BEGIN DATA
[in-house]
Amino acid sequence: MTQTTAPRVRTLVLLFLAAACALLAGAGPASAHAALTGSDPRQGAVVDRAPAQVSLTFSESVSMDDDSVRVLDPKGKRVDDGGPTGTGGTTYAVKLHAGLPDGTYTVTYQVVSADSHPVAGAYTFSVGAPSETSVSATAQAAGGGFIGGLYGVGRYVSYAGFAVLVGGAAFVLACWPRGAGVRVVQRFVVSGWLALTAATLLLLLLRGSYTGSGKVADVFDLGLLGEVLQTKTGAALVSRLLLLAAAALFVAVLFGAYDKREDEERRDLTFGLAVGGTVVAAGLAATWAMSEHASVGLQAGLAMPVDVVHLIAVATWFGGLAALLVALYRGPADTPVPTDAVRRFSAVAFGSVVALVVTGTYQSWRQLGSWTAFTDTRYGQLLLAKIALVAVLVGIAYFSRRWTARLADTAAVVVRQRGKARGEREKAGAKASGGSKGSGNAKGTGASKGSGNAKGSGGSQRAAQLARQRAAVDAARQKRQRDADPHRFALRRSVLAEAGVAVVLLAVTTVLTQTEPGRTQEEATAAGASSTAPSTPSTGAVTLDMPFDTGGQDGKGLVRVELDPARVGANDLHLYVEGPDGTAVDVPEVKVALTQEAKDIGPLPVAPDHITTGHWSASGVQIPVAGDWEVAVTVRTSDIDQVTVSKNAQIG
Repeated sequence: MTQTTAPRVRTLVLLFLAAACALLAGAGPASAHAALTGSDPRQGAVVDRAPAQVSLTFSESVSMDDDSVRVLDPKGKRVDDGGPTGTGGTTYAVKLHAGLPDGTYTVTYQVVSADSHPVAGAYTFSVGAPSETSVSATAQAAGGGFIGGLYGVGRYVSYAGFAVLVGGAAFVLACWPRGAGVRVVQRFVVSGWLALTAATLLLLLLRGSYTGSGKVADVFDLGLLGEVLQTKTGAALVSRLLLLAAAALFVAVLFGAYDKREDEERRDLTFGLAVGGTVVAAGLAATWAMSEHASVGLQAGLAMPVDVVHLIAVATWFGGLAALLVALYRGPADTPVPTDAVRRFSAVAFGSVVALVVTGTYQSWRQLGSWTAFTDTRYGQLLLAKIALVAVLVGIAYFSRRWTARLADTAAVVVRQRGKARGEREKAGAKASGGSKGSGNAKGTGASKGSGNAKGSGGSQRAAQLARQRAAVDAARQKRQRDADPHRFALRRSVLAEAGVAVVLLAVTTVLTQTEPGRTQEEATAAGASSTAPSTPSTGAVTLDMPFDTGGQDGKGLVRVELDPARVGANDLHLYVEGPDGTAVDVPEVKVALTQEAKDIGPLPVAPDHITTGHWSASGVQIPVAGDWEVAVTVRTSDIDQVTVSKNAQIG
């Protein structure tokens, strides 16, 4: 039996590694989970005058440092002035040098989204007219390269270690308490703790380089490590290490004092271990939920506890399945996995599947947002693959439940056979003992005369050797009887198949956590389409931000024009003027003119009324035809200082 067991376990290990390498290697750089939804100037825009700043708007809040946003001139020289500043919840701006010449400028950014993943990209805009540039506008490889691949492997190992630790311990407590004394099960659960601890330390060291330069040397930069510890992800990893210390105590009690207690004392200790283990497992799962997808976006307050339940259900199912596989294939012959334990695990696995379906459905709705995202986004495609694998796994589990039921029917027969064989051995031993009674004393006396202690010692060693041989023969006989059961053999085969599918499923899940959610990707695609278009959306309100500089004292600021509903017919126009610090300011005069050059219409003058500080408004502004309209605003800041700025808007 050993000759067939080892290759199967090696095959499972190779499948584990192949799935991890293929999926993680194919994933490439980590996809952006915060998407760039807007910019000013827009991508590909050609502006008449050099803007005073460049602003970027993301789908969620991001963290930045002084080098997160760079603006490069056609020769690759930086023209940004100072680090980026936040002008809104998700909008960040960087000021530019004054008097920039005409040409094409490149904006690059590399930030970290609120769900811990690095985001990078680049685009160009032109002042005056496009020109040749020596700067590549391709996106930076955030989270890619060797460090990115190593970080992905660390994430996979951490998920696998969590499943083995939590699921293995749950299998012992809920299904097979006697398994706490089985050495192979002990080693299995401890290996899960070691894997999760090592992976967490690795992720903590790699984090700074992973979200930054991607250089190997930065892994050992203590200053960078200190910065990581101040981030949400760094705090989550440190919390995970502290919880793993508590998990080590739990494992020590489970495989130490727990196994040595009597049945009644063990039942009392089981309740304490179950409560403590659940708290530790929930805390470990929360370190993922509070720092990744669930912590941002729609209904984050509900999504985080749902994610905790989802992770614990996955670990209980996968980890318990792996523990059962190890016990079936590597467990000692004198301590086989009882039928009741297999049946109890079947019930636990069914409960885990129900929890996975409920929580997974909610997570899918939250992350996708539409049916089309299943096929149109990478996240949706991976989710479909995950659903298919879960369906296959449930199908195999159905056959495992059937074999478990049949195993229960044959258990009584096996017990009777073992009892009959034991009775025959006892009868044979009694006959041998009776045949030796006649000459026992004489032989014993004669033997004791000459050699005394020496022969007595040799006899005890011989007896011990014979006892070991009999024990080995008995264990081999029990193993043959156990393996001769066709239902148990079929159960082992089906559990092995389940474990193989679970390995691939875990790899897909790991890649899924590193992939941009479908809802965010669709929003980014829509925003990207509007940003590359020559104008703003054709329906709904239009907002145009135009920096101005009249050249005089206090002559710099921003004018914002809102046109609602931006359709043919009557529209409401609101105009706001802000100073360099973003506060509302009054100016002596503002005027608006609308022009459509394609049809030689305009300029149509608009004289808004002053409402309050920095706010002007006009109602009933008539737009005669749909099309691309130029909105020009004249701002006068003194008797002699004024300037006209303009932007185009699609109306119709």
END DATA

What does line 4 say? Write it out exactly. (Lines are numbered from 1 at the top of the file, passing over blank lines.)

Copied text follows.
């Protein structure tokens, strides 16, 4: 039996590694989970005058440092002035040098989204007219390269270690308490703790380089490590290490004092271990939920506890399945996995599947947002693959439940056979003992005369050797009887198949956590389409931000024009003027003119009324035809200082 067991376990290990390498290697750089939804100037825009700043708007809040946003001139020289500043919840701006010449400028950014993943990209805009540039506008490889691949492997190992630790311990407590004394099960659960601890330390060291330069040397930069510890992800990893210390105590009690207690004392200790283990497992799962997808976006307050339940259900199912596989294939012959334990695990696995379906459905709705995202986004495609694998796994589990039921029917027969064989051995031993009674004393006396202690010692060693041989023969006989059961053999085969599918499923899940959610990707695609278009959306309100500089004292600021509903017919126009610090300011005069050059219409003058500080408004502004309209605003800041700025808007 050993000759067939080892290759199967090696095959499972190779499948584990192949799935991890293929999926993680194919994933490439980590996809952006915060998407760039807007910019000013827009991508590909050609502006008449050099803007005073460049602003970027993301789908969620991001963290930045002084080098997160760079603006490069056609020769690759930086023209940004100072680090980026936040002008809104998700909008960040960087000021530019004054008097920039005409040409094409490149904006690059590399930030970290609120769900811990690095985001990078680049685009160009032109002042005056496009020109040749020596700067590549391709996106930076955030989270890619060797460090990115190593970080992905660390994430996979951490998920696998969590499943083995939590699921293995749950299998012992809920299904097979006697398994706490089985050495192979002990080693299995401890290996899960070691894997999760090592992976967490690795992720903590790699984090700074992973979200930054991607250089190997930065892994050992203590200053960078200190910065990581101040981030949400760094705090989550440190919390995970502290919880793993508590998990080590739990494992020590489970495989130490727990196994040595009597049945009644063990039942009392089981309740304490179950409560403590659940708290530790929930805390470990929360370190993922509070720092990744669930912590941002729609209904984050509900999504985080749902994610905790989802992770614990996955670990209980996968980890318990792996523990059962190890016990079936590597467990000692004198301590086989009882039928009741297999049946109890079947019930636990069914409960885990129900929890996975409920929580997974909610997570899918939250992350996708539409049916089309299943096929149109990478996240949706991976989710479909995950659903298919879960369906296959449930199908195999159905056959495992059937074999478990049949195993229960044959258990009584096996017990009777073992009892009959034991009775025959006892009868044979009694006959041998009776045949030796006649000459026992004489032989014993004669033997004791000459050699005394020496022969007595040799006899005890011989007896011990014979006892070991009999024990080995008995264990081999029990193993043959156990393996001769066709239902148990079929159960082992089906559990092995389940474990193989679970390995691939875990790899897909790991890649899924590193992939941009479908809802965010669709929003980014829509925003990207509007940003590359020559104008703003054709329906709904239009907002145009135009920096101005009249050249005089206090002559710099921003004018914002809102046109609602931006359709043919009557529209409401609101105009706001802000100073360099973003506060509302009054100016002596503002005027608006609308022009459509394609049809030689305009300029149509608009004289808004002053409402309050920095706010002007006009109602009933008539737009005669749909099309691309130029909105020009004249701002006068003194008797002699004024300037006209303009932007185009699609109306119709």